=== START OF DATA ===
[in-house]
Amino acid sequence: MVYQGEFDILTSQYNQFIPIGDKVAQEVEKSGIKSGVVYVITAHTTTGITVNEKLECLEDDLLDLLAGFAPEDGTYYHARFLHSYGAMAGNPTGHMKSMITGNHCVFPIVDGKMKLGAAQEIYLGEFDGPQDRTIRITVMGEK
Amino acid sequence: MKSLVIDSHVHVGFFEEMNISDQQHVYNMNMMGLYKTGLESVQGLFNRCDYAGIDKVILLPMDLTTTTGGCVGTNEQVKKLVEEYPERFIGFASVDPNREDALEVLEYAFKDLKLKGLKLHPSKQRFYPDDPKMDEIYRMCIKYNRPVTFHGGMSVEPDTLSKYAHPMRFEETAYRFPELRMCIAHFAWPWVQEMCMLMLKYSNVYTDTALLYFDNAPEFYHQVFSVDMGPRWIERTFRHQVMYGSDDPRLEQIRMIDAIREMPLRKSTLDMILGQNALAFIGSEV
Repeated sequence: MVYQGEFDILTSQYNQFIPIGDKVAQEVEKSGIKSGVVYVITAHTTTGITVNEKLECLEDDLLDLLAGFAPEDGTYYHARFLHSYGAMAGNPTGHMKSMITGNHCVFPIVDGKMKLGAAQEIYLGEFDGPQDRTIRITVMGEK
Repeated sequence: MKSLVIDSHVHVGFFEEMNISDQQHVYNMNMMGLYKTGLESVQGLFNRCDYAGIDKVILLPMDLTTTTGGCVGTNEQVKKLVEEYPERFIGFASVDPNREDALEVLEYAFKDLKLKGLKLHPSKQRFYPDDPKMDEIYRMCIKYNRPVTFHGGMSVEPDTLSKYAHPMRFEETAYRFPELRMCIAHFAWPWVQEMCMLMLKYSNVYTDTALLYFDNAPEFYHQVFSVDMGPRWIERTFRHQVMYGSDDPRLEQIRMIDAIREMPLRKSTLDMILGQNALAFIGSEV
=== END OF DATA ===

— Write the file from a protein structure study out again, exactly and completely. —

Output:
[in-house]
Amino acid sequence: MVYQGEFDILTSQYNQFIPIGDKVAQEVEKSGIKSGVVYVITAHTTTGITVNEKLECLEDDLLDLLAGFAPEDGTYYHARFLHSYGAMAGNPTGHMKSMITGNHCVFPIVDGKMKLGAAQEIYLGEFDGPQDRTIRITVMGEK
Amino acid sequence: MKSLVIDSHVHVGFFEEMNISDQQHVYNMNMMGLYKTGLESVQGLFNRCDYAGIDKVILLPMDLTTTTGGCVGTNEQVKKLVEEYPERFIGFASVDPNREDALEVLEYAFKDLKLKGLKLHPSKQRFYPDDPKMDEIYRMCIKYNRPVTFHGGMSVEPDTLSKYAHPMRFEETAYRFPELRMCIAHFAWPWVQEMCMLMLKYSNVYTDTALLYFDNAPEFYHQVFSVDMGPRWIERTFRHQVMYGSDDPRLEQIRMIDAIREMPLRKSTLDMILGQNALAFIGSEV
Repeated sequence: MVYQGEFDILTSQYNQFIPIGDKVAQEVEKSGIKSGVVYVITAHTTTGITVNEKLECLEDDLLDLLAGFAPEDGTYYHARFLHSYGAMAGNPTGHMKSMITGNHCVFPIVDGKMKLGAAQEIYLGEFDGPQDRTIRITVMGEK
Repeated sequence: MKSLVIDSHVHVGFFEEMNISDQQHVYNMNMMGLYKTGLESVQGLFNRCDYAGIDKVILLPMDLTTTTGGCVGTNEQVKKLVEEYPERFIGFASVDPNREDALEVLEYAFKDLKLKGLKLHPSKQRFYPDDPKMDEIYRMCIKYNRPVTFHGGMSVEPDTLSKYAHPMRFEETAYRFPELRMCIAHFAWPWVQEMCMLMLKYSNVYTDTALLYFDNAPEFYHQVFSVDMGPRWIERTFRHQVMYGSDDPRLEQIRMIDAIREMPLRKSTLDMILGQNALAFIGSEV